For Facebook and Twitter, most of the content we share isn't ours. It's good practice (and makes consistent posting much easier) to share others' posts/tweets, news stories that your followers might be interested in, etc. I can't remember what the recommended ratio of own content to shared is, but I doubt anyone is counting anyway. I have a google news alert set up and get some stories that way (also a good way to see LTE, op-ed, or blog response opportunities, if you're into that). I also have a Twitter list and will often retweet them or compose my own tweets based on news someone else shared (but their messaging wasn't inline with ours enough to just retweet).

    You might also want to investigate whether daily posting on Facebook is the best strategy for your page. It is always changing, but I've found higher engagement (on average and overall) with a 3-4 posting per week schedule on one of the pages I manage. I came to that by looking at some suggestions for best practices and running occasional tests with a different schedule to see how that affects our engagement.

    This website has a load of information on social media for nonprofits.

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    Melissa Amarello
    Advocates for Snake Preservation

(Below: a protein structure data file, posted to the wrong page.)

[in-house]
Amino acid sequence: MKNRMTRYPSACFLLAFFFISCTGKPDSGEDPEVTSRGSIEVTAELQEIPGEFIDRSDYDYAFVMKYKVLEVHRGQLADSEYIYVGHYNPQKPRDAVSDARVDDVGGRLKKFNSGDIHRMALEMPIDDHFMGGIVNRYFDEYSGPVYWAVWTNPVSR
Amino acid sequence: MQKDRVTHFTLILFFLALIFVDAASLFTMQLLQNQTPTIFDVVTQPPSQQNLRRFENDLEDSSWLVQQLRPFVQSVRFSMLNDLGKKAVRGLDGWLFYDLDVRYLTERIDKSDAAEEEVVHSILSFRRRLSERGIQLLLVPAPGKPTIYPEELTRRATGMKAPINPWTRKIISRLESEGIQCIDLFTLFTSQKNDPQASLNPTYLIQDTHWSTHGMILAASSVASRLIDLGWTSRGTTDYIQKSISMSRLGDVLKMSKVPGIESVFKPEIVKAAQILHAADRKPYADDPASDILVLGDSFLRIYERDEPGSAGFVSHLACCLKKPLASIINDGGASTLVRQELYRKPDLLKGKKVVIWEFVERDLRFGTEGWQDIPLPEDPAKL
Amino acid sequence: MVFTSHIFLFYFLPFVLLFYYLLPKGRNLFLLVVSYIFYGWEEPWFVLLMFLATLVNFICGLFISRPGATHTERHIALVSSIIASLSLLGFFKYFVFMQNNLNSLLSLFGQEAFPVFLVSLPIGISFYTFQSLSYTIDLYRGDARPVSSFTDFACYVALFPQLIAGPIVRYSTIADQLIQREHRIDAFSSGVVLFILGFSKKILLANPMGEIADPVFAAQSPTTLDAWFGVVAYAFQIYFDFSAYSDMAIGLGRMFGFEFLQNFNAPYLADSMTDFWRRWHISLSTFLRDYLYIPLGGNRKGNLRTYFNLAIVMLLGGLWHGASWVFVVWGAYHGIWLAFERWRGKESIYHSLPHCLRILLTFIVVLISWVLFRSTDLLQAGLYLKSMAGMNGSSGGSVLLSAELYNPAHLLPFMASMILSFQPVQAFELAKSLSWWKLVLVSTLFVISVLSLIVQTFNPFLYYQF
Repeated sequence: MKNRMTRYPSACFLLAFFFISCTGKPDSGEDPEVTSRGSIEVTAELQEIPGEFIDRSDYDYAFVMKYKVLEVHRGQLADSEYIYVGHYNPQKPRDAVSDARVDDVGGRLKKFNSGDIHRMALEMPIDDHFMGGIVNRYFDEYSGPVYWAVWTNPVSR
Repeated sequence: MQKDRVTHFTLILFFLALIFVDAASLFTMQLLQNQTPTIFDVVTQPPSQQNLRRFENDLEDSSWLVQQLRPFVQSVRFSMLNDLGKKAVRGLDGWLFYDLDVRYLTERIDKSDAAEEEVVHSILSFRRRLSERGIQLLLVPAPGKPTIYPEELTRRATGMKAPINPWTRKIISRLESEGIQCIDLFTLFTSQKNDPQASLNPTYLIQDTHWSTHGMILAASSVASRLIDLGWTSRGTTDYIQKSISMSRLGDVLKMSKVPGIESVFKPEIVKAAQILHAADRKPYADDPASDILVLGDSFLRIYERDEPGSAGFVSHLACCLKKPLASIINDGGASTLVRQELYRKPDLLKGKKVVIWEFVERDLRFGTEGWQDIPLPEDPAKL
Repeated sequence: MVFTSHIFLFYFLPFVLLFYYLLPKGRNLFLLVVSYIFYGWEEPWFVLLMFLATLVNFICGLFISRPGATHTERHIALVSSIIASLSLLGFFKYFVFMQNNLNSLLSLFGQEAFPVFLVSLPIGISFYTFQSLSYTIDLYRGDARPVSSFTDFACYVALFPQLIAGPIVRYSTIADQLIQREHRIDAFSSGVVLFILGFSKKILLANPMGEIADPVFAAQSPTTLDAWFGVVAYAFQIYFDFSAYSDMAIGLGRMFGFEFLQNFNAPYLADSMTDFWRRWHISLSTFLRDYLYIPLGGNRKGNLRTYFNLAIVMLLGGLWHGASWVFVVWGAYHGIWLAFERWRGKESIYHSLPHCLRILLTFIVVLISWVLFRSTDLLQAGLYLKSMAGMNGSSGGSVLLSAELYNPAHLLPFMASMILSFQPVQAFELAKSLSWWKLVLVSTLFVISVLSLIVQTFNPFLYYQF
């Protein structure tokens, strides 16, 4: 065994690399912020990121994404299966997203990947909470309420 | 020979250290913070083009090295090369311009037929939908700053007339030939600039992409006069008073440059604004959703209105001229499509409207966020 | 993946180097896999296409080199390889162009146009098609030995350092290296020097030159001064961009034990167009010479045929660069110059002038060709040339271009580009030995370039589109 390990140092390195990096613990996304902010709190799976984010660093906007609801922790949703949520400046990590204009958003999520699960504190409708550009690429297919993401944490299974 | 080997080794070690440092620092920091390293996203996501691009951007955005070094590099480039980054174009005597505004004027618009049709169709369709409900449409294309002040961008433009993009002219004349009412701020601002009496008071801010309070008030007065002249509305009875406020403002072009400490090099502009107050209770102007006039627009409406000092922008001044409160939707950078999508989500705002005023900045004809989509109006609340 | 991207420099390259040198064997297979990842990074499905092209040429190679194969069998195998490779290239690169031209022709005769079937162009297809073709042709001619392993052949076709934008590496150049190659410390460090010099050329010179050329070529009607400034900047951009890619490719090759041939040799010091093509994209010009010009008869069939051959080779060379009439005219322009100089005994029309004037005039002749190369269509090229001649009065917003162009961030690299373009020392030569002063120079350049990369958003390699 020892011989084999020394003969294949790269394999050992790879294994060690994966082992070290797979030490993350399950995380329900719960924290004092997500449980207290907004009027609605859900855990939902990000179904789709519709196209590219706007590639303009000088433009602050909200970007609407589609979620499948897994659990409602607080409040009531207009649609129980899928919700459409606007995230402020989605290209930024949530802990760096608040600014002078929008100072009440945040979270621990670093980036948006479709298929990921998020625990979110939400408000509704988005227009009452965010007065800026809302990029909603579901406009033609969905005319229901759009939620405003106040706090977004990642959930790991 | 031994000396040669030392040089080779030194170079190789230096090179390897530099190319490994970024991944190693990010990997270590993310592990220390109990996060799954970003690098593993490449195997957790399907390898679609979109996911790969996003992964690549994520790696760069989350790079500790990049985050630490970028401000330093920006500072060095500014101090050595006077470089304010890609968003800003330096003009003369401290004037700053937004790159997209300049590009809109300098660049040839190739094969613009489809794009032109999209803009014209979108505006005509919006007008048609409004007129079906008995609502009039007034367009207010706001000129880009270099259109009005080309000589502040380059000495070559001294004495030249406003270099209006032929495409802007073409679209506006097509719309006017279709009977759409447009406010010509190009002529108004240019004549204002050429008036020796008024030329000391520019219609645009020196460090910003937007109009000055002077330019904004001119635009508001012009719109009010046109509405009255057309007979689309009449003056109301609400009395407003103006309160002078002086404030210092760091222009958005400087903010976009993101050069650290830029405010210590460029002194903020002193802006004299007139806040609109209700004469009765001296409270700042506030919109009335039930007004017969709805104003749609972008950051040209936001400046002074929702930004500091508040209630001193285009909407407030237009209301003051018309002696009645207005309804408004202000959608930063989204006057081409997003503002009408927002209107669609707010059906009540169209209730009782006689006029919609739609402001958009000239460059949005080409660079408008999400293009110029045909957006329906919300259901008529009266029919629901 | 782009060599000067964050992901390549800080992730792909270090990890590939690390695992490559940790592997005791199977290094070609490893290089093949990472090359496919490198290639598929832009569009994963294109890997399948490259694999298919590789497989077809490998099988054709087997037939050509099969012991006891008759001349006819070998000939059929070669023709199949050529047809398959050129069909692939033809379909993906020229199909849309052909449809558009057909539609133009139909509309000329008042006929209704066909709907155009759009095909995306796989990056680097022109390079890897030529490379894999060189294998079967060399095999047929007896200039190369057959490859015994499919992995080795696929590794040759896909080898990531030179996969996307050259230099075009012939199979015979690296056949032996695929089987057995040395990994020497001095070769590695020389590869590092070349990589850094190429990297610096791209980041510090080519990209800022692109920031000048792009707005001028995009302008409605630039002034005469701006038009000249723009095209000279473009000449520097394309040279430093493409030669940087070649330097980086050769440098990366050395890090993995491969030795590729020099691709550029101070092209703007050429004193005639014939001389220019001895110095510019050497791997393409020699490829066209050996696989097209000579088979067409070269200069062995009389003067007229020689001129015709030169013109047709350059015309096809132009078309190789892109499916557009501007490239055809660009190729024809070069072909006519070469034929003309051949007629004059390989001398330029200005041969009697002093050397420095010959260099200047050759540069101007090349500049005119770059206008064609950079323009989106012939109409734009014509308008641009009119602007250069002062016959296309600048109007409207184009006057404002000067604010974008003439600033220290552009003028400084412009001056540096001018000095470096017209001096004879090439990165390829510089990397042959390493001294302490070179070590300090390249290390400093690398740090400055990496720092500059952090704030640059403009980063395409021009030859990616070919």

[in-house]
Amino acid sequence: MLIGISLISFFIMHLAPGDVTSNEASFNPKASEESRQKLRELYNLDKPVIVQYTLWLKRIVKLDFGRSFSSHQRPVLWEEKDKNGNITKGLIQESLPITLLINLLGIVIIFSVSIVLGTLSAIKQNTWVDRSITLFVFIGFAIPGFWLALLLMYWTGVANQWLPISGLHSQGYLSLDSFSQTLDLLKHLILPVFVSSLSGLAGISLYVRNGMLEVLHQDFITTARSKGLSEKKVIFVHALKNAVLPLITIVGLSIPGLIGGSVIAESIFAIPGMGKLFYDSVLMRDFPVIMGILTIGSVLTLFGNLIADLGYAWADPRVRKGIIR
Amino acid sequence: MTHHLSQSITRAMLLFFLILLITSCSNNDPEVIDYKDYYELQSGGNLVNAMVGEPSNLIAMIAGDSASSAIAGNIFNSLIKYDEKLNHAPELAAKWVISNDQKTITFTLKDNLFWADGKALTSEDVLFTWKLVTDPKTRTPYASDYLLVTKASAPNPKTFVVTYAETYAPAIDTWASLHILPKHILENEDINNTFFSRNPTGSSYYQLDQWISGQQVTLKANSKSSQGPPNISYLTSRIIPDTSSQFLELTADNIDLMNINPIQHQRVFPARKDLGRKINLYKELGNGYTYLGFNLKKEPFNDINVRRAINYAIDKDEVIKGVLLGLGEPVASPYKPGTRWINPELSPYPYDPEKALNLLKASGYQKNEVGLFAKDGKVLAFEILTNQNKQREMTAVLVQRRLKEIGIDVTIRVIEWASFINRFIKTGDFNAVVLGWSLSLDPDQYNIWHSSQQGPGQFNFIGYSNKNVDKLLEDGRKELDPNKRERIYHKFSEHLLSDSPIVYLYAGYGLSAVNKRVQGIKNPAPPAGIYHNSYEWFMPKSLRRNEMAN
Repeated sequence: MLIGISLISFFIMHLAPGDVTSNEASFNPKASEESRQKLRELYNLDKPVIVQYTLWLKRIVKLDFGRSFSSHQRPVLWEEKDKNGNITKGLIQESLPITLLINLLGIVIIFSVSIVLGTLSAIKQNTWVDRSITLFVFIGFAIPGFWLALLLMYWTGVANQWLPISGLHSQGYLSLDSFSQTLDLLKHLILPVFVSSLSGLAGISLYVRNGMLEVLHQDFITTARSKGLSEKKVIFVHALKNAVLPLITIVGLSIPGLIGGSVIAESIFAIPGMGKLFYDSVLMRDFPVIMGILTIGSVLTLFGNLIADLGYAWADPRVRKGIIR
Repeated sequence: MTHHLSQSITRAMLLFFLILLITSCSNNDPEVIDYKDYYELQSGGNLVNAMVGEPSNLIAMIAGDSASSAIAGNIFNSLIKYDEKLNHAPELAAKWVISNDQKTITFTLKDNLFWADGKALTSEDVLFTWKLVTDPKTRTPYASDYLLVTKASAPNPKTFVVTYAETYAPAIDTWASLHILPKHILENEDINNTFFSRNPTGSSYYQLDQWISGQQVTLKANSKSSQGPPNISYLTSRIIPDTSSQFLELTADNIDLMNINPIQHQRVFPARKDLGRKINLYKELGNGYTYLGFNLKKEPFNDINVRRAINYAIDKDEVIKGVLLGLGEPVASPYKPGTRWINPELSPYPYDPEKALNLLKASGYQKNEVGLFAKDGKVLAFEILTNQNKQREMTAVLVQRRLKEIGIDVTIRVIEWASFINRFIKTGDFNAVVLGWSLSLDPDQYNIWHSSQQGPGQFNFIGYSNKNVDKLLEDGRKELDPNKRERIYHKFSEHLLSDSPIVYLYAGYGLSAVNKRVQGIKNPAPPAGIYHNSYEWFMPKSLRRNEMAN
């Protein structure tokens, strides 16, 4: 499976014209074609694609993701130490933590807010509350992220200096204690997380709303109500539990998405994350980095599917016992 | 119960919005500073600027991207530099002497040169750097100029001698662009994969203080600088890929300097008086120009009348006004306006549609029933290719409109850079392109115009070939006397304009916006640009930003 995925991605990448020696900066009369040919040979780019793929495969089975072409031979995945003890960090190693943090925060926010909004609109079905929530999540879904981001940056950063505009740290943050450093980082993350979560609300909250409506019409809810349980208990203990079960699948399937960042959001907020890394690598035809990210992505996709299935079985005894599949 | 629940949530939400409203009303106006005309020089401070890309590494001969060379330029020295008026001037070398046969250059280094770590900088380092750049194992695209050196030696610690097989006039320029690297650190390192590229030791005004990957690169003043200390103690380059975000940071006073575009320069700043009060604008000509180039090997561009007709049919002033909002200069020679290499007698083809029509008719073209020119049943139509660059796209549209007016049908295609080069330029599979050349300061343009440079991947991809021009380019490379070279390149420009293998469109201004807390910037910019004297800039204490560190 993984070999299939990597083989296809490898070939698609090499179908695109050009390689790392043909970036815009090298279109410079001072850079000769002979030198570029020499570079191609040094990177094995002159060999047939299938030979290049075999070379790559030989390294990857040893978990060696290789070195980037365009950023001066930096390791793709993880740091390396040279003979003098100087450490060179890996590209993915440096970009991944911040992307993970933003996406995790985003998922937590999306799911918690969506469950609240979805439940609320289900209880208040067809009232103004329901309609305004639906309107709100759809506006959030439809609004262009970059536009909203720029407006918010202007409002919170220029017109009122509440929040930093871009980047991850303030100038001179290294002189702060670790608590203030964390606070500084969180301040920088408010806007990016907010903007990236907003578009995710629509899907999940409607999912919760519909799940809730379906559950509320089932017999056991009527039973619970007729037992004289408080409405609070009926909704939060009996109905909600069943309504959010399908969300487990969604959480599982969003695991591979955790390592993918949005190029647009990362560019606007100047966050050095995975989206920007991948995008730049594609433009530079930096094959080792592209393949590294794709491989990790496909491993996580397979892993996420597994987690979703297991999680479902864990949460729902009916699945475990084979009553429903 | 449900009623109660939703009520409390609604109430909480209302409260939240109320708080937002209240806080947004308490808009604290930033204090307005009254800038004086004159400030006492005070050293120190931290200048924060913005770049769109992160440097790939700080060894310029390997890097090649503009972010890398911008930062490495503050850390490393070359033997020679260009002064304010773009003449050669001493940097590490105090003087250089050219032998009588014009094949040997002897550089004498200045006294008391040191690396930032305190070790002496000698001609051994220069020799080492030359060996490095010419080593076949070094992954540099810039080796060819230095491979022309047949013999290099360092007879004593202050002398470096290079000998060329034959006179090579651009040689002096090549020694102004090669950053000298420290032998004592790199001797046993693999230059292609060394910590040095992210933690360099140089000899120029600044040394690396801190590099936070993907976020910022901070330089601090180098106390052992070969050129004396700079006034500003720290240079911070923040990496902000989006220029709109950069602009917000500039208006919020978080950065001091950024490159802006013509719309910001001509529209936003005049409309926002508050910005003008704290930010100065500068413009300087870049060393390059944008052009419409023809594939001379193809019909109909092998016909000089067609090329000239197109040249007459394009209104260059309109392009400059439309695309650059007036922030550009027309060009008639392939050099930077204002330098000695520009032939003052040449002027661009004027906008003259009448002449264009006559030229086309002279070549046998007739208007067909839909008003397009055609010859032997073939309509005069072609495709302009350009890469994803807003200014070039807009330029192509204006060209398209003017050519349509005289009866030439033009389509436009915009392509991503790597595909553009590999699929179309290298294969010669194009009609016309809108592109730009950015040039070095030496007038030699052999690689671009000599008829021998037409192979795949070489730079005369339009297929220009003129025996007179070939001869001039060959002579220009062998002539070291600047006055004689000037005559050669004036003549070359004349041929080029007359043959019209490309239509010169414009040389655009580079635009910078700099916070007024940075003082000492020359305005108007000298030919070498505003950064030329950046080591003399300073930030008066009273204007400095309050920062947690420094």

Silver City, New Mexico
    https://www.snakes.ngo/
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  • 4.  RE: Introduction

    Posted Jun 22, 2018 14:18
    Thanks guys.  These are excellent ideas.
    Necole

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    Necole Durham
    Atlanta Public Schools
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  • 5.  RE: Introduction

    Posted Jun 22, 2018 18:40
    Welcome Necole!
    One thing I'd make a rule: don't post unless it is relevant to your followers. No one wants to read that post that you only posted because you had to write something! So ask your followers a question (and be ready to respond) or ask them what they want to hear about.  That will give you a list of things to use in future posts.
    You can also follow and re-post relevant posts from other orgs.

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    Dale Anania
    Direct Response Officer
    The Marine Mammal Center
    Sausalito, CA
    pronouns: she/her/hers
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  • 6.  RE: Introduction

    Posted Jun 24, 2018 15:30
    Hi, Necole! A hearty Yes to Dale's suggestion on posting questions. Open-ended questions (that can't be answered with a simple Yes or No) invite engagement and user-generated content.

    I also second Melissa and Nathan on sharing content from others. Some organizations use an 80-20 rule: 80% content from others and only 20% of your own content, although the proportions are up to you. This is a great way to share content on related themes or highlight relevant posts of volunteers, donors, or partners. When you share others' content they are more likely to share yours.

    Daily posts are not a requirement. Experiment with frequency and timing (days of the week and times of day) to see what your audience responds to. Then focus on posting when your audience is there and with a frequency that is MANAGEABLE FOR YOU (I cannot emphasize that last bit enough!). On Twitter, you can repeat (not retweet) the same post a couple of times on different days or at other times to reach additional audience.

    bj

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    BJ Wishinsky
    Mountain View, CA